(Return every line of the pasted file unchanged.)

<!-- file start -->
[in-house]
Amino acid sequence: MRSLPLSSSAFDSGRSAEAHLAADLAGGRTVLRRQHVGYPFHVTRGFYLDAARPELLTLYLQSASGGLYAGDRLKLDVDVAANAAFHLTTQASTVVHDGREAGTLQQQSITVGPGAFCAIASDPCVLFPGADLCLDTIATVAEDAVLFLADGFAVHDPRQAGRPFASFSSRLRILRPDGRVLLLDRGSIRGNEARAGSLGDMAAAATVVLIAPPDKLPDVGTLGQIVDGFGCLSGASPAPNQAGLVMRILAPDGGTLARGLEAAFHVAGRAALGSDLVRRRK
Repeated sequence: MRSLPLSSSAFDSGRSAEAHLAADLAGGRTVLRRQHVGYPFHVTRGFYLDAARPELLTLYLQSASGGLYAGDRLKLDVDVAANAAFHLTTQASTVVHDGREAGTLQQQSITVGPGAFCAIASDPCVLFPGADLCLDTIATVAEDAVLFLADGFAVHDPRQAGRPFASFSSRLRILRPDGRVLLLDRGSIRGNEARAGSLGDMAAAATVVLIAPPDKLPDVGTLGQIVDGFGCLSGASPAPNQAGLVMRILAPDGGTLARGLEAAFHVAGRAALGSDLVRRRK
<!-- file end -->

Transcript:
[in-house]
Amino acid sequence: MRSLPLSSSAFDSGRSAEAHLAADLAGGRTVLRRQHVGYPFHVTRGFYLDAARPELLTLYLQSASGGLYAGDRLKLDVDVAANAAFHLTTQASTVVHDGREAGTLQQQSITVGPGAFCAIASDPCVLFPGADLCLDTIATVAEDAVLFLADGFAVHDPRQAGRPFASFSSRLRILRPDGRVLLLDRGSIRGNEARAGSLGDMAAAATVVLIAPPDKLPDVGTLGQIVDGFGCLSGASPAPNQAGLVMRILAPDGGTLARGLEAAFHVAGRAALGSDLVRRRK
Repeated sequence: MRSLPLSSSAFDSGRSAEAHLAADLAGGRTVLRRQHVGYPFHVTRGFYLDAARPELLTLYLQSASGGLYAGDRLKLDVDVAANAAFHLTTQASTVVHDGREAGTLQQQSITVGPGAFCAIASDPCVLFPGADLCLDTIATVAEDAVLFLADGFAVHDPRQAGRPFASFSSRLRILRPDGRVLLLDRGSIRGNEARAGSLGDMAAAATVVLIAPPDKLPDVGTLGQIVDGFGCLSGASPAPNQAGLVMRILAPDGGTLARGLEAAFHVAGRAALGSDLVRRRK